Fifteen Utah health organizations will propose the nation's largest-ever cigarette tax increase next week, seeking to raise the state tax to $2 per pack and potentially generating nearly $50 million or more for health programs. Full story published September 13th, 2008 in the Salt Lake Tribune.
Michael Siler, director of government relations in Utah for the American Cancer Society, said the move makes sense on several levels. "We have seen statistics that indicate our smoking rates are on the rise, we know we have significant health care costs associated with smoking", he said. "We know that by increasing the tobacco tax a number of people will quit just because of the increase, which will have an effect on the health of Utahns".
The proposal, which The Alliance for Tobacco-Free Living plans to push during the 2009 legislative session, would raise Utah's current 69.5-cent tax to an even $2, moving Utah's cigarette tax from 34th highest to sixth highest in the nation, and would be the biggest hike ever adopted. It would bring the cost of an average pack of cigarettes to more than $5.
The increase would generate an estimated $48.7 million a year, which the groups want dedicated to defraying health care costs, funding smoking cessation programs and potentially funding some of the health care reforms the state is exploring.
The alliance estimates that raising the tax would also motivate 14,456 smokers to kick the habit, many of them younger smokers who are still in high school. That will cut at least $4.6 million from the $345 million annual smoking-related health care costs, the group says.
The alliance has yet to find a sponsor for the legislation. One prospective sponsor is Republican District 13 Rep. Paul Ray (R-Clearfield). In the 2008 session, he sponsored HB355 to enact a 50-cent cigarette tax hike, but the bill never made it through the House. In January 2009, he plans to come back with a proposal to increase the cigarette tax by a full dollar and says he would be on board with the larger increase, as well. Ray is being challenged in the upcoming general election by Democrat Ben Wofford.
Some lawmakers say they would oppose a tax increase because it would simply grow government. "A tax increase is a tax increase and I don't support tax increases, including sin taxes", said Republican District 51 Rep. Greg Hughes (R-Draper), chairman of the House Conservative Caucus, who opposed Ray's bill last year. Hughes is also being challenged in the upcoming election by Democrat Lisa M. Johnson.
But what none of the anti-smoking zealots address is the question on what to do once enough people quit smoking to reduce cigarette tax revenues. How do you replace the revenues, or what programs do you cut? These are questions currently being confronted by elected officials in Fairbanks, Alaska. At present, Fairbanks smokers are being taxed four different ways, as follows:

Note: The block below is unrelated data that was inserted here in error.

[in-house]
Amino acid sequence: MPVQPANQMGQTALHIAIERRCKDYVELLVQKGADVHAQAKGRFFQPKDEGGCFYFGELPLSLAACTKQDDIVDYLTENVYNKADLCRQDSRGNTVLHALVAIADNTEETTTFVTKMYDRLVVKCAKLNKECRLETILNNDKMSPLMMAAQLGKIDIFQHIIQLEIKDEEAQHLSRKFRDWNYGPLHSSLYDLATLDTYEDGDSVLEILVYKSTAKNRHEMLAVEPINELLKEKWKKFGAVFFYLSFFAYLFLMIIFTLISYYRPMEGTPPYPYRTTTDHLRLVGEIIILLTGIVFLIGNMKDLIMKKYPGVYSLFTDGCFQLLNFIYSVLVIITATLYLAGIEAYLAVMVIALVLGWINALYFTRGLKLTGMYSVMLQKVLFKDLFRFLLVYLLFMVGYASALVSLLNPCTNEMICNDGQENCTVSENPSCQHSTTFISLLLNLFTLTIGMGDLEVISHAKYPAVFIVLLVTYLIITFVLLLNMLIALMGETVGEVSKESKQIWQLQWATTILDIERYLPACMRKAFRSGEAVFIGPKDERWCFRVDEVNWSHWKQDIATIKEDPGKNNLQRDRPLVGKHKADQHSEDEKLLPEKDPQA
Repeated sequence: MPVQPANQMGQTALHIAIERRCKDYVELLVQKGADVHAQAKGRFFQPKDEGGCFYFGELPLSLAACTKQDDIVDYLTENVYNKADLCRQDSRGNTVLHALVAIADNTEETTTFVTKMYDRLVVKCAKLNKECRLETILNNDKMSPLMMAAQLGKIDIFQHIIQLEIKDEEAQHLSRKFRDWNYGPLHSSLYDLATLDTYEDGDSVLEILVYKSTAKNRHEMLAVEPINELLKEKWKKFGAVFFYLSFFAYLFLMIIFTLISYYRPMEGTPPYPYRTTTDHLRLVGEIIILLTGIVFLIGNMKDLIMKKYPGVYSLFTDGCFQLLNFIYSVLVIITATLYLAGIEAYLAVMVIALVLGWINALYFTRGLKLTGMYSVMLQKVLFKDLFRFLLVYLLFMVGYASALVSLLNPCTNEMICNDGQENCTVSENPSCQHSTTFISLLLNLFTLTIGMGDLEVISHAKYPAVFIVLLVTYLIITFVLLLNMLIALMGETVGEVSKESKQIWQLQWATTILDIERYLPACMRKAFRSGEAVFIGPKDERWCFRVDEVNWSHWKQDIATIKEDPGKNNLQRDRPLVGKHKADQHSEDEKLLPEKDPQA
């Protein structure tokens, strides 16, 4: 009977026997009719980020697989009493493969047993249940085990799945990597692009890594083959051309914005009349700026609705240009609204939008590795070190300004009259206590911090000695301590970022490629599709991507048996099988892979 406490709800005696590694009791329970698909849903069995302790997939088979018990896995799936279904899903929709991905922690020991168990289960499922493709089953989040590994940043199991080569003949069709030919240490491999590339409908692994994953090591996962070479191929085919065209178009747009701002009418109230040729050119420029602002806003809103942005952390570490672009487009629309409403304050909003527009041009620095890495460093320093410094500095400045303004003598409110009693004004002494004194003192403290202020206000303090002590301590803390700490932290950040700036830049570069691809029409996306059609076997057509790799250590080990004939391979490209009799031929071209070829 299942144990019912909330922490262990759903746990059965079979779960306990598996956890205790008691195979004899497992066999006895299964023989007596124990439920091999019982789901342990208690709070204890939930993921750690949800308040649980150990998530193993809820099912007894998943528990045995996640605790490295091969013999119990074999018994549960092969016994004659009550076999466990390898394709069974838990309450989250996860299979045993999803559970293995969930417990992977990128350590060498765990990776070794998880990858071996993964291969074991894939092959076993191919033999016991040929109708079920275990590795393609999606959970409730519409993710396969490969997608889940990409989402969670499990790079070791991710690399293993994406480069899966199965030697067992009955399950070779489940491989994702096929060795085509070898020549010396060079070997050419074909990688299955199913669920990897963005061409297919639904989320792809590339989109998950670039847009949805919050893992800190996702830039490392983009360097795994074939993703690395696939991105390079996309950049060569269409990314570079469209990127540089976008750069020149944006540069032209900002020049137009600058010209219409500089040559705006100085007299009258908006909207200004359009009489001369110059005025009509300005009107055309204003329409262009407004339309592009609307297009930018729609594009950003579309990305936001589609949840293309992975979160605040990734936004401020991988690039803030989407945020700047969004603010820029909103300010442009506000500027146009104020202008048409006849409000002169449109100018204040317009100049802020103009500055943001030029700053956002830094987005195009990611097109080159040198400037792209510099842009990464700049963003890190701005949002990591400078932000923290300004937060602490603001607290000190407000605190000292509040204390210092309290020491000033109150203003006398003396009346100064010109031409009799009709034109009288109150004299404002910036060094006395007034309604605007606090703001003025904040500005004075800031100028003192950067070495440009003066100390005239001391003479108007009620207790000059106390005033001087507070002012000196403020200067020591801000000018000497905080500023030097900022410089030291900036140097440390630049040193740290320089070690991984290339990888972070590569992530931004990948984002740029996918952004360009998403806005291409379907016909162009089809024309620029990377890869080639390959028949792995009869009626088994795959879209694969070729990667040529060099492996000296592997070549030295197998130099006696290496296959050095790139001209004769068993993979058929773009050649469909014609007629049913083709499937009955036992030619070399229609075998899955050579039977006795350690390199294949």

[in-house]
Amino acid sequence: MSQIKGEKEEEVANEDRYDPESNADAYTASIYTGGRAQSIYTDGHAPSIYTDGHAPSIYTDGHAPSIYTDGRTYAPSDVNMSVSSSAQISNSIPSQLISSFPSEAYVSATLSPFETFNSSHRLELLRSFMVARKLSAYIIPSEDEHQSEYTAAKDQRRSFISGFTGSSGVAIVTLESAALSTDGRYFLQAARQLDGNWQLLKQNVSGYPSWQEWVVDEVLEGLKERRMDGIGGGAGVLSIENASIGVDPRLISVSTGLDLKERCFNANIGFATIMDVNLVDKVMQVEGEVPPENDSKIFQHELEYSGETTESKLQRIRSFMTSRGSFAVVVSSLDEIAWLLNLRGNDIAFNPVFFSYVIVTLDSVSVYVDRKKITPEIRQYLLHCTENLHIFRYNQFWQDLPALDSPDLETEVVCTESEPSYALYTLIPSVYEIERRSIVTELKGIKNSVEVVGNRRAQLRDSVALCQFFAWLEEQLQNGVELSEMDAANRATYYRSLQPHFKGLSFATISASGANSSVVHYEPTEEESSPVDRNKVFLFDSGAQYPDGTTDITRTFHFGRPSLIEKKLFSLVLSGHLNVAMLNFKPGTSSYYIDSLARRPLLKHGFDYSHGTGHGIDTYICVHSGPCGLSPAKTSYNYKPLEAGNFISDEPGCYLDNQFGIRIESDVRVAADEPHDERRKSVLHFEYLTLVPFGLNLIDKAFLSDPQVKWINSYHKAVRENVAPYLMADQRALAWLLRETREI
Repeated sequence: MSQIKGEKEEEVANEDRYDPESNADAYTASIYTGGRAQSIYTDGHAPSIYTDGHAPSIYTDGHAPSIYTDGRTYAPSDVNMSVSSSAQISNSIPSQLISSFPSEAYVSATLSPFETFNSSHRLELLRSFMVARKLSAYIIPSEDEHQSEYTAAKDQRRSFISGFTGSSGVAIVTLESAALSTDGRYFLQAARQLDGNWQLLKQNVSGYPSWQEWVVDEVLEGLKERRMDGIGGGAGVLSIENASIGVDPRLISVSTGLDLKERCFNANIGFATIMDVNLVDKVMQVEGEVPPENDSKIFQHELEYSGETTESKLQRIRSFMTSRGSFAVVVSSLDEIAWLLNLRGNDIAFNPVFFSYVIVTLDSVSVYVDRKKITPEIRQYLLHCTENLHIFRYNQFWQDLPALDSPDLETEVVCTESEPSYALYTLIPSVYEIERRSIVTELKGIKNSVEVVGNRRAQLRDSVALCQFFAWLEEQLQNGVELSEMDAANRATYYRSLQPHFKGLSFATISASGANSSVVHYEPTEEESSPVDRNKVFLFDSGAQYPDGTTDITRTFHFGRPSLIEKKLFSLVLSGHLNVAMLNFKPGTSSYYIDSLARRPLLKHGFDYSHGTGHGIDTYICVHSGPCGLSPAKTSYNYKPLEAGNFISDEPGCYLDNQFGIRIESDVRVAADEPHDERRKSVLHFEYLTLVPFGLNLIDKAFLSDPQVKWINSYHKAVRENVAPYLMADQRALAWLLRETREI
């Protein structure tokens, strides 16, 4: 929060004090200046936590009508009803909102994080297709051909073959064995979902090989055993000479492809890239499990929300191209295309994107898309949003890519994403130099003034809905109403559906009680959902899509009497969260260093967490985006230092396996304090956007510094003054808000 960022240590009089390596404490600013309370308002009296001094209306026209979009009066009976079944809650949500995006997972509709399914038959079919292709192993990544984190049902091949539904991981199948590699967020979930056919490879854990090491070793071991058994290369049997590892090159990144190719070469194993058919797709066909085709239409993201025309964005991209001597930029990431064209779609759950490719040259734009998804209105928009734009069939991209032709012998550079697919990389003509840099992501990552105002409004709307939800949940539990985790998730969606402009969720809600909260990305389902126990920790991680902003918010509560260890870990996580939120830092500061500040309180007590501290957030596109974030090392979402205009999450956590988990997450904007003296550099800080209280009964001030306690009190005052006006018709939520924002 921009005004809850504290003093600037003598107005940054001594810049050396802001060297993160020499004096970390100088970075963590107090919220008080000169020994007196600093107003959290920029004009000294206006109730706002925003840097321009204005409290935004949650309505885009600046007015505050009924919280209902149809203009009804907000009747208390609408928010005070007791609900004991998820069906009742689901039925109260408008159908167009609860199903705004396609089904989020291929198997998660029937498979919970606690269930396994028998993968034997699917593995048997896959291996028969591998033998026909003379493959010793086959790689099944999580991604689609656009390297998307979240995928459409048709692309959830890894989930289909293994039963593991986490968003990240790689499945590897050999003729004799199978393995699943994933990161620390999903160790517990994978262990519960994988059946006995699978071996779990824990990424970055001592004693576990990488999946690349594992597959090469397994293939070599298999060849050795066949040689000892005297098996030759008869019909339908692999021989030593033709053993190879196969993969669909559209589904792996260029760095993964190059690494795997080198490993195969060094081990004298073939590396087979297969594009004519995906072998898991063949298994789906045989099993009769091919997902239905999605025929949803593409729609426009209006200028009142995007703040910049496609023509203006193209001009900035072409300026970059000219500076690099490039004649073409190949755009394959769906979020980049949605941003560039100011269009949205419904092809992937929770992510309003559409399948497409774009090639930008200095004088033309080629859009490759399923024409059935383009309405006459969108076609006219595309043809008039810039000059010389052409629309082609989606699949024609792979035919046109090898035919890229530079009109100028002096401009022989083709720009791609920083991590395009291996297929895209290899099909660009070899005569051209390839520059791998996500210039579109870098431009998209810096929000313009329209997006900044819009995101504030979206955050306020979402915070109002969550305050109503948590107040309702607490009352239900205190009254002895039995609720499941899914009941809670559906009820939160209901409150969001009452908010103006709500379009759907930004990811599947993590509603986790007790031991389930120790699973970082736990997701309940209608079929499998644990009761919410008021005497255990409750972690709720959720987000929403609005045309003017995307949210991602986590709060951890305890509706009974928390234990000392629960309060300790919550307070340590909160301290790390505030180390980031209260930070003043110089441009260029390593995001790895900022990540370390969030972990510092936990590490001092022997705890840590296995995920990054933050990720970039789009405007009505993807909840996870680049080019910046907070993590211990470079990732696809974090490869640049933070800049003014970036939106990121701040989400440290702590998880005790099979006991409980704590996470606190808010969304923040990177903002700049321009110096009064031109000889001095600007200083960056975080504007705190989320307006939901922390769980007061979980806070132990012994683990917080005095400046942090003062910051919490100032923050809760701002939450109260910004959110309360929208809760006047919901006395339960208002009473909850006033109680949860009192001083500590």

- Federal taxes: 39 cents per pack.
- Alaska state tax: $2 per pack, seventh highest in the U.S.
- Fairbanks North Star Borough: 8 percent tax for distribution of tobacco
- City of Fairbanks: 8 percent tax.
These taxes comprise up to 75 percent of the cost of a pack of cigarettes, and have driven prices up to between $6.00 and $7.25 per pack. As a result, people are quitting; the number of smokers in Alaska has dropped by one-fifth since 1996. Only 21.5 percent of Alaskans smoke now.
And also as a result, tobacco tax revenue in Fairbanks has fallen. From $838,666 in 2004, it dropped to a little more than $625,000 in 2007, and is projected to fall to $515,425 in 2011, according to the Fairbanks Daily News-Miner. And local elected officials are starting to sweat.
But at least Fairbanks can turn to the state of Alaska for help. Currently Alaska enjoys a large surplus as a result of high oil prices, which makes it easy for Governor Sarah Palin to market herself as an economic "conservative" without causing pain. Alaska also has the Permanent Fund. But where does Utah turn if tobacco tax revenue starts nosediving? There's no Utah "Permanent Fund". There are only the taxpayers.
And here's another wrinkle. While Fairbanks is buried in the middle of Alaska, too far away from any place else as an alternative to high cigarette prices, that's not the case in Utah. Wasatch Front smokers can easily hop over the border to Evanston, Wyoming to get cheaper Wyoming smokes. So much for Utah's tobacco tax revenue.
This is why taxes should be levied primarily to raise revenue, and not to modify behavior. Just as ordinary people "grow" into pay raises, so governments "grow" into increased taxes. Unless this proposed cigarette tax can be crafted in a way to prevent it from sunsetting itself through attrition, the state legislature is better off not enacting it. Don't repeat Fairbanks' mistake.